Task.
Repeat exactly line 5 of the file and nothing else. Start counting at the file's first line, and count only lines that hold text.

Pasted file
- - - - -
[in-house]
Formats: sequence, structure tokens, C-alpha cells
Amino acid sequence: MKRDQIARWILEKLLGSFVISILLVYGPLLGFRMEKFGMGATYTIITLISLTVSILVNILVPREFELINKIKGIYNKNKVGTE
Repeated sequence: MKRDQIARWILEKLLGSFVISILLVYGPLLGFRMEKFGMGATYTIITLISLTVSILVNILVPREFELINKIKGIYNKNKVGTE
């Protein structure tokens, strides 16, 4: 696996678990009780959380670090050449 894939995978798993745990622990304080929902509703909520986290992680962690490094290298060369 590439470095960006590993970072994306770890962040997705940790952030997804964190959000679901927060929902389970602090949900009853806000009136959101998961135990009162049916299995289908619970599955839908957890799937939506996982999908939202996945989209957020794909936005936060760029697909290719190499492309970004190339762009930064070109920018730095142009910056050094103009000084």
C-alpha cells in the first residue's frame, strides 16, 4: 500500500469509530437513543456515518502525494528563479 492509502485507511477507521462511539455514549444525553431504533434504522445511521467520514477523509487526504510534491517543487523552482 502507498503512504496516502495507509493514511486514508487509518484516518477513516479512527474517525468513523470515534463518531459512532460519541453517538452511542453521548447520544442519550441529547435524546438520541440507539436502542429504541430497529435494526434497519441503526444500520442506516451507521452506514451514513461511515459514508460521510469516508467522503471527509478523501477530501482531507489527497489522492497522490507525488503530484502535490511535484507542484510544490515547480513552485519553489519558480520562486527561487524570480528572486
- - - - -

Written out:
């Protein structure tokens, strides 16, 4: 696996678990009780959380670090050449 894939995978798993745990622990304080929902509703909520986290992680962690490094290298060369 590439470095960006590993970072994306770890962040997705940790952030997804964190959000679901927060929902389970602090949900009853806000009136959101998961135990009162049916299995289908619970599955839908957890799937939506996982999908939202996945989209957020794909936005936060760029697909290719190499492309970004190339762009930064070109920018730095142009910056050094103009000084």